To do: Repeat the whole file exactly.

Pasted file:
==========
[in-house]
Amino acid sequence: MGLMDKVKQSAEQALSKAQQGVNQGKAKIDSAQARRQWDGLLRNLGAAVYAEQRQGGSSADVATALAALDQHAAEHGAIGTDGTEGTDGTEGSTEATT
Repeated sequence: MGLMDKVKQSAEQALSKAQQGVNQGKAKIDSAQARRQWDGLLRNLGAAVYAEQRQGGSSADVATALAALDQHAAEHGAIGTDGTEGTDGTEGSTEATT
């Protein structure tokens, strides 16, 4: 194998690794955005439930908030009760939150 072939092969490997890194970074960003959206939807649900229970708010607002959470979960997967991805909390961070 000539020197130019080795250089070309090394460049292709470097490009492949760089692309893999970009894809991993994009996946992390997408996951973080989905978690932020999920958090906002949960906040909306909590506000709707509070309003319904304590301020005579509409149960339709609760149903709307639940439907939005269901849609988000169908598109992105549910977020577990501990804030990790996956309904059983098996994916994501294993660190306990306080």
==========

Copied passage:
[in-house]
Amino acid sequence: MGLMDKVKQSAEQALSKAQQGVNQGKAKIDSAQARRQWDGLLRNLGAAVYAEQRQGGSSADVATALAALDQHAAEHGAIGTDGTEGTDGTEGSTEATT
Repeated sequence: MGLMDKVKQSAEQALSKAQQGVNQGKAKIDSAQARRQWDGLLRNLGAAVYAEQRQGGSSADVATALAALDQHAAEHGAIGTDGTEGTDGTEGSTEATT
């Protein structure tokens, strides 16, 4: 194998690794955005439930908030009760939150 072939092969490997890194970074960003959206939807649900229970708010607002959470979960997967991805909390961070 000539020197130019080795250089070309090394460049292709470097490009492949760089692309893999970009894809991993994009996946992390997408996951973080989905978690932020999920958090906002949960906040909306909590506000709707509070309003319904304590301020005579509409149960339709609760149903709307639940439907939005269901849609988000169908598109992105549910977020577990501990804030990790996956309904059983098996994916994501294993660190306990306080």